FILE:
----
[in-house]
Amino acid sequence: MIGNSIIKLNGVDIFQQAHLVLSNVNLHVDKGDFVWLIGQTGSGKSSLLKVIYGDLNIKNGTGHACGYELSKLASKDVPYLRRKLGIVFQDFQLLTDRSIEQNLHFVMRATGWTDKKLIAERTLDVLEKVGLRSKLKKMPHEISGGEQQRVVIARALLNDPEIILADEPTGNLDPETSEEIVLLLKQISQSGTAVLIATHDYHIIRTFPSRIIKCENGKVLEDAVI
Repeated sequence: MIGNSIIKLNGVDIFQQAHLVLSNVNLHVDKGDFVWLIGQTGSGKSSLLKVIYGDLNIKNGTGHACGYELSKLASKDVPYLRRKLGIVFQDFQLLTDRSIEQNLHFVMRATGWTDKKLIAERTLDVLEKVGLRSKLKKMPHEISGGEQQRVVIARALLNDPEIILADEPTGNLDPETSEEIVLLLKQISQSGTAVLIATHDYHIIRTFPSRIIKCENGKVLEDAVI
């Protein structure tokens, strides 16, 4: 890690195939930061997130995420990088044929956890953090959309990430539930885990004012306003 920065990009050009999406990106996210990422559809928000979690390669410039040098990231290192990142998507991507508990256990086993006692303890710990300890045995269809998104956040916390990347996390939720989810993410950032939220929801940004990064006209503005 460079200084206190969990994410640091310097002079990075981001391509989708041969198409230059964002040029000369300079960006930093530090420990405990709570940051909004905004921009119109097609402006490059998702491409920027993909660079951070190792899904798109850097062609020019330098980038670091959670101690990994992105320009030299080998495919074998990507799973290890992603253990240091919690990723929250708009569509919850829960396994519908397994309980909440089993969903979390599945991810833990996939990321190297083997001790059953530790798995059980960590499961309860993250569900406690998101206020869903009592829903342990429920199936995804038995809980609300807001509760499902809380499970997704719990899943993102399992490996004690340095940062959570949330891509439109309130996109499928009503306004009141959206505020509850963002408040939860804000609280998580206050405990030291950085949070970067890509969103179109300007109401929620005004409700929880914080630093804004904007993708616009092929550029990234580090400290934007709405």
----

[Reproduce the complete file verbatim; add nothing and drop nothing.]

[in-house]
Amino acid sequence: MIGNSIIKLNGVDIFQQAHLVLSNVNLHVDKGDFVWLIGQTGSGKSSLLKVIYGDLNIKNGTGHACGYELSKLASKDVPYLRRKLGIVFQDFQLLTDRSIEQNLHFVMRATGWTDKKLIAERTLDVLEKVGLRSKLKKMPHEISGGEQQRVVIARALLNDPEIILADEPTGNLDPETSEEIVLLLKQISQSGTAVLIATHDYHIIRTFPSRIIKCENGKVLEDAVI
Repeated sequence: MIGNSIIKLNGVDIFQQAHLVLSNVNLHVDKGDFVWLIGQTGSGKSSLLKVIYGDLNIKNGTGHACGYELSKLASKDVPYLRRKLGIVFQDFQLLTDRSIEQNLHFVMRATGWTDKKLIAERTLDVLEKVGLRSKLKKMPHEISGGEQQRVVIARALLNDPEIILADEPTGNLDPETSEEIVLLLKQISQSGTAVLIATHDYHIIRTFPSRIIKCENGKVLEDAVI
């Protein structure tokens, strides 16, 4: 890690195939930061997130995420990088044929956890953090959309990430539930885990004012306003 920065990009050009999406990106996210990422559809928000979690390669410039040098990231290192990142998507991507508990256990086993006692303890710990300890045995269809998104956040916390990347996390939720989810993410950032939220929801940004990064006209503005 460079200084206190969990994410640091310097002079990075981001391509989708041969198409230059964002040029000369300079960006930093530090420990405990709570940051909004905004921009119109097609402006490059998702491409920027993909660079951070190792899904798109850097062609020019330098980038670091959670101690990994992105320009030299080998495919074998990507799973290890992603253990240091919690990723929250708009569509919850829960396994519908397994309980909440089993969903979390599945991810833990996939990321190297083997001790059953530790798995059980960590499961309860993250569900406690998101206020869903009592829903342990429920199936995804038995809980609300807001509760499902809380499970997704719990899943993102399992490996004690340095940062959570949330891509439109309130996109499928009503306004009141959206505020509850963002408040939860804000609280998580206050405990030291950085949070970067890509969103179109300007109401929620005004409700929880914080630093804004904007993708616009092929550029990234580090400290934007709405």